We don’t have any code that can be invoked, but I couldn’t find what exc_bad_access was, so it’s probably bad.
I have not found any exc_bad_access code either. I don’t think its a bug though. I think its an undocumented feature, and if you’re running iOS 7 or later, you should be okay.
I had hoped I would find a bug, but I didn’t expect to. I have no idea what exc_bad_access is, but apparently it is what causes iOS 7 to crash as soon as you try to create a new app delegate instance. That’s bad. I’m not sure if I’ve ever seen this crash before, but if you are, and you’re running iOS 7 or later, you should definitely file a bug about it.
The official appdelegate thread is a little confusing, but if you make the app delegate your application delegate, it will be your delegate instead of the main application delegate. That way you dont have to worry about accessing the AppDelegate from your main application delegate.
Using a delegate when creating an app delegate is really the wrong approach. Because a delegate is a special class that represents a delegate-class, it is no longer a class-class. In a delegate, you can do everything you need to communicate with the delegate, including accessing the delegate’s state. The state of the delegate isn’t actually a class. The state of the delegate class is a special class, so there is no way for you to access the delegate’s state.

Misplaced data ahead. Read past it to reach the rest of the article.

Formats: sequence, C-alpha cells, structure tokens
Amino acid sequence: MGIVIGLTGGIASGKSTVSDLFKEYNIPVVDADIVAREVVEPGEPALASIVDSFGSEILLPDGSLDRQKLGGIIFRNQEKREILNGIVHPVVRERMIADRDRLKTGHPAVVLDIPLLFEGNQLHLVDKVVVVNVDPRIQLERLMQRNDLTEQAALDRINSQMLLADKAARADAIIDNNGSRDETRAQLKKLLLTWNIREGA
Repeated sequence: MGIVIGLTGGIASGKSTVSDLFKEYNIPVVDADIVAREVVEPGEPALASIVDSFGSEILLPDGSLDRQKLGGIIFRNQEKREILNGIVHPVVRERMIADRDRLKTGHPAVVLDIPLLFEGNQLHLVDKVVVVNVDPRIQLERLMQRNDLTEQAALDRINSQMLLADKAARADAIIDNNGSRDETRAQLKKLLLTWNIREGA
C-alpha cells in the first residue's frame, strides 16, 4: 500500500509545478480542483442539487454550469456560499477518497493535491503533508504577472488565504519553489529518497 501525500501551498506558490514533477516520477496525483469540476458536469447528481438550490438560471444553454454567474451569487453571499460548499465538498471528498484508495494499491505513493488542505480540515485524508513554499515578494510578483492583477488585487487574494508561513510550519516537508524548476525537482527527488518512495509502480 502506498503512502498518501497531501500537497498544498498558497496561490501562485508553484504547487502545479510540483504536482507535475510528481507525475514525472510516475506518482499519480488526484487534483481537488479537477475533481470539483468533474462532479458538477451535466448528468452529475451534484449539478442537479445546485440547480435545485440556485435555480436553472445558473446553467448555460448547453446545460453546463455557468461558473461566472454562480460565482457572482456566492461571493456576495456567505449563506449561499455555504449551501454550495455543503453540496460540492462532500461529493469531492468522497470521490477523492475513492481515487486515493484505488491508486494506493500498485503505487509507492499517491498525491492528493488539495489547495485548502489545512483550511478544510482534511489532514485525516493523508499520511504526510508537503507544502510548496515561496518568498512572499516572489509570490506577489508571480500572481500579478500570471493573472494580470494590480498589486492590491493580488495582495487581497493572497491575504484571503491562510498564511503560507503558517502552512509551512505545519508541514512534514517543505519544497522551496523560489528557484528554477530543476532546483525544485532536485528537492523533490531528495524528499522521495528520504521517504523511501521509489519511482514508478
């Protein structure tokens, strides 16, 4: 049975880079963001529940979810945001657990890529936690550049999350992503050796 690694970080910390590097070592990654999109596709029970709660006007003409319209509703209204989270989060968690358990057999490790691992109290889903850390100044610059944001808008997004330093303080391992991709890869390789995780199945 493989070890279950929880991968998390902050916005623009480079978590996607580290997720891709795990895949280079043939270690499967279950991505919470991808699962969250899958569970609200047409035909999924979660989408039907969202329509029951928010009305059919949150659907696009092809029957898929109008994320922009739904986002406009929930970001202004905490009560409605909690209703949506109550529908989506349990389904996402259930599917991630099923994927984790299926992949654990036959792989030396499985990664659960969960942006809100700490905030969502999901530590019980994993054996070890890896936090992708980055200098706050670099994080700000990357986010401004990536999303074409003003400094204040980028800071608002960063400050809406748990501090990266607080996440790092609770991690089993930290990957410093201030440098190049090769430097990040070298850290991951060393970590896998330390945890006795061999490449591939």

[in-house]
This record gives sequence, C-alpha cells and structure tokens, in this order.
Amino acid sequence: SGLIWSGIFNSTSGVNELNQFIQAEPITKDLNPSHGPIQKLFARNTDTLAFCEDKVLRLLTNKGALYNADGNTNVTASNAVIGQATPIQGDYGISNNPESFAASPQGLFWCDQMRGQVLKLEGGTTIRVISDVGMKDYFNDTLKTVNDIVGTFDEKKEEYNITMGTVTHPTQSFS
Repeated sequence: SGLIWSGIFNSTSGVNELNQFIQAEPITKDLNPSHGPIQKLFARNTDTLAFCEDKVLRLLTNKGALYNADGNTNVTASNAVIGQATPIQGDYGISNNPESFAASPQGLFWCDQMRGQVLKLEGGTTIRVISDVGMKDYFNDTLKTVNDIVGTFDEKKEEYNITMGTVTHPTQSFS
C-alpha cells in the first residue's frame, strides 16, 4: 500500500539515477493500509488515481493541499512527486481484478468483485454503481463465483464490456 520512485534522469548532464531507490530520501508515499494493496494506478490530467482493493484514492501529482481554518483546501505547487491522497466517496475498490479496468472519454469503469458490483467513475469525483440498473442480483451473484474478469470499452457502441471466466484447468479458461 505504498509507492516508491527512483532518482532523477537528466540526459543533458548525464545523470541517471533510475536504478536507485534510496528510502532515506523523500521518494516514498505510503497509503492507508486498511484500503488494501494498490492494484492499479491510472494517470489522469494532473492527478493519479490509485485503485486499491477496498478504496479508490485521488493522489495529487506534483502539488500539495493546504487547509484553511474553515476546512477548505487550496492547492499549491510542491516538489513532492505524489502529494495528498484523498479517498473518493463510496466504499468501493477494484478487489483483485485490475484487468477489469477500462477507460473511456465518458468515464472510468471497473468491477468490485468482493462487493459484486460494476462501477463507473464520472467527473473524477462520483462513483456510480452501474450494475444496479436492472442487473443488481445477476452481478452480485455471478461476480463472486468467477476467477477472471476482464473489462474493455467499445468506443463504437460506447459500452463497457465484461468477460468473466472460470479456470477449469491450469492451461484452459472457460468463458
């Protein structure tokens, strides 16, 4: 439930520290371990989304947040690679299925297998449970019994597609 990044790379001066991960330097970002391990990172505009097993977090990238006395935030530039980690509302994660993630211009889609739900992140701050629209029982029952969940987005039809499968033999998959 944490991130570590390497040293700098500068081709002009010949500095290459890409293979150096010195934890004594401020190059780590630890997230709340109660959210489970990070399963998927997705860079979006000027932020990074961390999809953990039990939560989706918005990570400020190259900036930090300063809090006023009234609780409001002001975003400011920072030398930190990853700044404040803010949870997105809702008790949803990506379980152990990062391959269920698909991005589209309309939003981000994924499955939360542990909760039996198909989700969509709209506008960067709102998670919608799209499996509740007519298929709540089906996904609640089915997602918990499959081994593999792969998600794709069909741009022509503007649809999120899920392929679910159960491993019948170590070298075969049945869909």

I have to be honest here and say that I have not read this article. But it is a really good article on this topic that is worth the read. If you haven’t read it, I encourage you to do so.
If you have read this article, this is not an article about self-awareness. This is an article about delegation and memory management. It’s very important when dealing with delegate types to understand how you can access the delegates memory.
You should think about it and figure out what you have to do. I have read this in the past and I would say that the time has come for the developers to be more open to the idea of this type of solution.
For the time being, the only solution we have is to make our own version of delegation. For now, the developers of appdelegate (and all other delegates) are required to accept the delegate type of self.
There is a new type of delegate in iOS 6 called DelegatedObject. It can be used to “delegate” a delegate object. This is a little like a subclass of NSObject. Like other NSObject subclasses, it inherits all of it’s methods but the delegate property is set to a new property. So a delegate object can call methods on its delegate object.